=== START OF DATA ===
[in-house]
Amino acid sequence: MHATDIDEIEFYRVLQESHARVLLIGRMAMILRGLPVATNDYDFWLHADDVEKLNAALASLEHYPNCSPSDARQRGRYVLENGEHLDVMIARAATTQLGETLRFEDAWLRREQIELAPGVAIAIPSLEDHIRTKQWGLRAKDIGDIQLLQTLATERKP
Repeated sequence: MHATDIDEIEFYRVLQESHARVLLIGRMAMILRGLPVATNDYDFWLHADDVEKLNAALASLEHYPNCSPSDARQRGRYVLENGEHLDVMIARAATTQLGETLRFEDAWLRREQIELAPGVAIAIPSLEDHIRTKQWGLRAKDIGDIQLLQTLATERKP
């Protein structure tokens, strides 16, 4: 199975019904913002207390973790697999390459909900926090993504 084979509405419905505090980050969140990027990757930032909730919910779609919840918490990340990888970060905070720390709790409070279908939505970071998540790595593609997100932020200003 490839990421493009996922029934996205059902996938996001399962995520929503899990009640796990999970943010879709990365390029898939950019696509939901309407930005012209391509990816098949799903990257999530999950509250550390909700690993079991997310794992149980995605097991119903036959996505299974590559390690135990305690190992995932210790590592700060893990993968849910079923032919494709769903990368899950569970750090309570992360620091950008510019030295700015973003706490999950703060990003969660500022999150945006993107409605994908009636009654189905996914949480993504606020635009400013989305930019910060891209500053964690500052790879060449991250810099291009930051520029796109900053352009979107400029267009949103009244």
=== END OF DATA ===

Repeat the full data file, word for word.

[in-house]
Amino acid sequence: MHATDIDEIEFYRVLQESHARVLLIGRMAMILRGLPVATNDYDFWLHADDVEKLNAALASLEHYPNCSPSDARQRGRYVLENGEHLDVMIARAATTQLGETLRFEDAWLRREQIELAPGVAIAIPSLEDHIRTKQWGLRAKDIGDIQLLQTLATERKP
Repeated sequence: MHATDIDEIEFYRVLQESHARVLLIGRMAMILRGLPVATNDYDFWLHADDVEKLNAALASLEHYPNCSPSDARQRGRYVLENGEHLDVMIARAATTQLGETLRFEDAWLRREQIELAPGVAIAIPSLEDHIRTKQWGLRAKDIGDIQLLQTLATERKP
């Protein structure tokens, strides 16, 4: 199975019904913002207390973790697999390459909900926090993504 084979509405419905505090980050969140990027990757930032909730919910779609919840918490990340990888970060905070720390709790409070279908939505970071998540790595593609997100932020200003 490839990421493009996922029934996205059902996938996001399962995520929503899990009640796990999970943010879709990365390029898939950019696509939901309407930005012209391509990816098949799903990257999530999950509250550390909700690993079991997310794992149980995605097991119903036959996505299974590559390690135990305690190992995932210790590592700060893990993968849910079923032919494709769903990368899950569970750090309570992360620091950008510019030295700015973003706490999950703060990003969660500022999150945006993107409605994908009636009654189905996914949480993504606020635009400013989305930019910060891209500053964690500052790879060449991250810099291009930051520029796109900053352009979107400029267009949103009244």